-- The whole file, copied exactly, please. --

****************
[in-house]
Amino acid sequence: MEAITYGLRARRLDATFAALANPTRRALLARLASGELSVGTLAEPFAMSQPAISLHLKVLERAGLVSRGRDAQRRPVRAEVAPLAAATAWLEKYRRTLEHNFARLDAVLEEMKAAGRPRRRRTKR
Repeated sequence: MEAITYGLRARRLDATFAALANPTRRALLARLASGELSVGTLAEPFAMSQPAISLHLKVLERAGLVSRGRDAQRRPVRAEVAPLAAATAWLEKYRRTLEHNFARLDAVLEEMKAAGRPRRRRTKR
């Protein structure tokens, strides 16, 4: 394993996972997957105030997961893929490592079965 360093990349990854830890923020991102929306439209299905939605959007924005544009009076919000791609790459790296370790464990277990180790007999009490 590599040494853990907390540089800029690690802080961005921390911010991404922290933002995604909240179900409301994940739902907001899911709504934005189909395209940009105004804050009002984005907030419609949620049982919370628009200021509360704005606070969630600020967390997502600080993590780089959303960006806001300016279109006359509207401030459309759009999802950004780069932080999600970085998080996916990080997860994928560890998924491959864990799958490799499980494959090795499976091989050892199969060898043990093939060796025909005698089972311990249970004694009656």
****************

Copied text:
[in-house]
Amino acid sequence: MEAITYGLRARRLDATFAALANPTRRALLARLASGELSVGTLAEPFAMSQPAISLHLKVLERAGLVSRGRDAQRRPVRAEVAPLAAATAWLEKYRRTLEHNFARLDAVLEEMKAAGRPRRRRTKR
Repeated sequence: MEAITYGLRARRLDATFAALANPTRRALLARLASGELSVGTLAEPFAMSQPAISLHLKVLERAGLVSRGRDAQRRPVRAEVAPLAAATAWLEKYRRTLEHNFARLDAVLEEMKAAGRPRRRRTKR
């Protein structure tokens, strides 16, 4: 394993996972997957105030997961893929490592079965 360093990349990854830890923020991102929306439209299905939605959007924005544009009076919000791609790459790296370790464990277990180790007999009490 590599040494853990907390540089800029690690802080961005921390911010991404922290933002995604909240179900409301994940739902907001899911709504934005189909395209940009105004804050009002984005907030419609949620049982919370628009200021509360704005606070969630600020967390997502600080993590780089959303960006806001300016279109006359509207401030459309759009999802950004780069932080999600970085998080996916990080997860994928560890998924491959864990799958490799499980494959090795499976091989050892199969060898043990093939060796025909005698089972311990249970004694009656």